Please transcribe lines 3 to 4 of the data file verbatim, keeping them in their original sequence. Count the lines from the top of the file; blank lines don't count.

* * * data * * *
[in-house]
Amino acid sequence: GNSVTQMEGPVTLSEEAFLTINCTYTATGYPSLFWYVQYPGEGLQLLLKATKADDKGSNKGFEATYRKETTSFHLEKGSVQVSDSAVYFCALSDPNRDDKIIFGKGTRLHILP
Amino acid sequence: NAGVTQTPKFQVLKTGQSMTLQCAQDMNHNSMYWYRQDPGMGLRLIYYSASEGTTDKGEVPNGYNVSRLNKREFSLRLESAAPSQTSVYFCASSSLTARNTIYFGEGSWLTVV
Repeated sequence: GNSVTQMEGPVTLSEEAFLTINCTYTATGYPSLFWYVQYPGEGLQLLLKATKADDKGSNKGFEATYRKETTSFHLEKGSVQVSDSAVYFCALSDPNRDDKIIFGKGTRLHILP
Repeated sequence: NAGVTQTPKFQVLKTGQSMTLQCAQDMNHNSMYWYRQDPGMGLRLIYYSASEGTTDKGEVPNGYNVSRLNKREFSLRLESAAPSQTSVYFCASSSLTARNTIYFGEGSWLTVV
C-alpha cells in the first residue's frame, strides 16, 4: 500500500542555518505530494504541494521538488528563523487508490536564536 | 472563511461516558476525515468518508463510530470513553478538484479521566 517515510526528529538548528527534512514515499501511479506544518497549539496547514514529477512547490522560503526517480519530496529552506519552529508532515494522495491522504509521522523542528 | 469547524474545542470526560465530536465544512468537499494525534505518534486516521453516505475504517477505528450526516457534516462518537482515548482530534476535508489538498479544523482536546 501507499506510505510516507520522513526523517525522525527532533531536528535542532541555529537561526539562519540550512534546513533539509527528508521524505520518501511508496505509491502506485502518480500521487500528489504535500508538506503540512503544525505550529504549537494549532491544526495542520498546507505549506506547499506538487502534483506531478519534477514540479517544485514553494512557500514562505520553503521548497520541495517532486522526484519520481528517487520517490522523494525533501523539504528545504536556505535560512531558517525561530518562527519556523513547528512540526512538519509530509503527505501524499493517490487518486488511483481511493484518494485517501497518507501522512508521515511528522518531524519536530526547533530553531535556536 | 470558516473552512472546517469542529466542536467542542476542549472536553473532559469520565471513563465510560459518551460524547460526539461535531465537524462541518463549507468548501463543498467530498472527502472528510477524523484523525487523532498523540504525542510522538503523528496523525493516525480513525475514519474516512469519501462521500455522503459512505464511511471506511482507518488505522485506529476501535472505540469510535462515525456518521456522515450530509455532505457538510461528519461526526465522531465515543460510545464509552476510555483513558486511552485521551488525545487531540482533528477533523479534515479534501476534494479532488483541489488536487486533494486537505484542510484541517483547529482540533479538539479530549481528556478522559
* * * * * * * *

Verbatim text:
Amino acid sequence: NAGVTQTPKFQVLKTGQSMTLQCAQDMNHNSMYWYRQDPGMGLRLIYYSASEGTTDKGEVPNGYNVSRLNKREFSLRLESAAPSQTSVYFCASSSLTARNTIYFGEGSWLTVV
Repeated sequence: GNSVTQMEGPVTLSEEAFLTINCTYTATGYPSLFWYVQYPGEGLQLLLKATKADDKGSNKGFEATYRKETTSFHLEKGSVQVSDSAVYFCALSDPNRDDKIIFGKGTRLHILP